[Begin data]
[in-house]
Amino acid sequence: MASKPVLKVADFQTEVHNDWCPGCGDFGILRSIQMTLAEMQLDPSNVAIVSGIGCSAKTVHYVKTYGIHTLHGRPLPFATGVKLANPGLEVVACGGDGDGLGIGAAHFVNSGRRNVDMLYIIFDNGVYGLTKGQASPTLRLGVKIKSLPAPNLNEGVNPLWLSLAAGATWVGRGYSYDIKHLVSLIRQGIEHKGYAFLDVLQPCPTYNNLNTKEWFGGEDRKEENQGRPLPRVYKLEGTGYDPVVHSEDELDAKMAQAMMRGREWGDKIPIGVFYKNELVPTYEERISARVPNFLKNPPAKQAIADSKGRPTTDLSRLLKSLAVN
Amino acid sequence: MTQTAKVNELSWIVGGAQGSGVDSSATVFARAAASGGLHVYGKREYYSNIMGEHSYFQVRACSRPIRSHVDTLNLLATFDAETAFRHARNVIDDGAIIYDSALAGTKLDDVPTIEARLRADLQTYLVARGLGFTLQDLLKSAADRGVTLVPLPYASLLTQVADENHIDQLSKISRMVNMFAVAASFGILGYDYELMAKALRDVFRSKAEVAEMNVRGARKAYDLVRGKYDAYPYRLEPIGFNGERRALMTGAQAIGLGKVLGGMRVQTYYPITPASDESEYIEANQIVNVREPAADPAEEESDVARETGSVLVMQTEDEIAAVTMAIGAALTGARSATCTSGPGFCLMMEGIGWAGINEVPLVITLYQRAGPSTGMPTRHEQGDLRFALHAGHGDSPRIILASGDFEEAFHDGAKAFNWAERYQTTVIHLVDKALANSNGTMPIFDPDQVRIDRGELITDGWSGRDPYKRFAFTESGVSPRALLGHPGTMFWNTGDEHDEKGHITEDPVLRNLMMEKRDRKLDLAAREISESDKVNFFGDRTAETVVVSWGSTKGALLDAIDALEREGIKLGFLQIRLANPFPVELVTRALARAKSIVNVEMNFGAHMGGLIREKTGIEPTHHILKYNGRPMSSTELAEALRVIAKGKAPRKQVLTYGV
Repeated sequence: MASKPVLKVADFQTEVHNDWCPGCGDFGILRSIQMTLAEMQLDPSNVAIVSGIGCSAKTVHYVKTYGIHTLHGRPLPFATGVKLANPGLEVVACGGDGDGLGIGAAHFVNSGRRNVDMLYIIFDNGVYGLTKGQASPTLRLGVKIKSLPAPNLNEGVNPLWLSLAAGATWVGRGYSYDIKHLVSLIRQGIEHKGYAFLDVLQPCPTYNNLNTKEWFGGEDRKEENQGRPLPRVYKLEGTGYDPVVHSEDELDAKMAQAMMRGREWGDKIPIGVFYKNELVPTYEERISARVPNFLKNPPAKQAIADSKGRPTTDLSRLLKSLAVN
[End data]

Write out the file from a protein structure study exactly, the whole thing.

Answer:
[in-house]
Amino acid sequence: MASKPVLKVADFQTEVHNDWCPGCGDFGILRSIQMTLAEMQLDPSNVAIVSGIGCSAKTVHYVKTYGIHTLHGRPLPFATGVKLANPGLEVVACGGDGDGLGIGAAHFVNSGRRNVDMLYIIFDNGVYGLTKGQASPTLRLGVKIKSLPAPNLNEGVNPLWLSLAAGATWVGRGYSYDIKHLVSLIRQGIEHKGYAFLDVLQPCPTYNNLNTKEWFGGEDRKEENQGRPLPRVYKLEGTGYDPVVHSEDELDAKMAQAMMRGREWGDKIPIGVFYKNELVPTYEERISARVPNFLKNPPAKQAIADSKGRPTTDLSRLLKSLAVN
Amino acid sequence: MTQTAKVNELSWIVGGAQGSGVDSSATVFARAAASGGLHVYGKREYYSNIMGEHSYFQVRACSRPIRSHVDTLNLLATFDAETAFRHARNVIDDGAIIYDSALAGTKLDDVPTIEARLRADLQTYLVARGLGFTLQDLLKSAADRGVTLVPLPYASLLTQVADENHIDQLSKISRMVNMFAVAASFGILGYDYELMAKALRDVFRSKAEVAEMNVRGARKAYDLVRGKYDAYPYRLEPIGFNGERRALMTGAQAIGLGKVLGGMRVQTYYPITPASDESEYIEANQIVNVREPAADPAEEESDVARETGSVLVMQTEDEIAAVTMAIGAALTGARSATCTSGPGFCLMMEGIGWAGINEVPLVITLYQRAGPSTGMPTRHEQGDLRFALHAGHGDSPRIILASGDFEEAFHDGAKAFNWAERYQTTVIHLVDKALANSNGTMPIFDPDQVRIDRGELITDGWSGRDPYKRFAFTESGVSPRALLGHPGTMFWNTGDEHDEKGHITEDPVLRNLMMEKRDRKLDLAAREISESDKVNFFGDRTAETVVVSWGSTKGALLDAIDALEREGIKLGFLQIRLANPFPVELVTRALARAKSIVNVEMNFGAHMGGLIREKTGIEPTHHILKYNGRPMSSTELAEALRVIAKGKAPRKQVLTYGV
Repeated sequence: MASKPVLKVADFQTEVHNDWCPGCGDFGILRSIQMTLAEMQLDPSNVAIVSGIGCSAKTVHYVKTYGIHTLHGRPLPFATGVKLANPGLEVVACGGDGDGLGIGAAHFVNSGRRNVDMLYIIFDNGVYGLTKGQASPTLRLGVKIKSLPAPNLNEGVNPLWLSLAAGATWVGRGYSYDIKHLVSLIRQGIEHKGYAFLDVLQPCPTYNNLNTKEWFGGEDRKEENQGRPLPRVYKLEGTGYDPVVHSEDELDAKMAQAMMRGREWGDKIPIGVFYKNELVPTYEERISARVPNFLKNPPAKQAIADSKGRPTTDLSRLLKSLAVN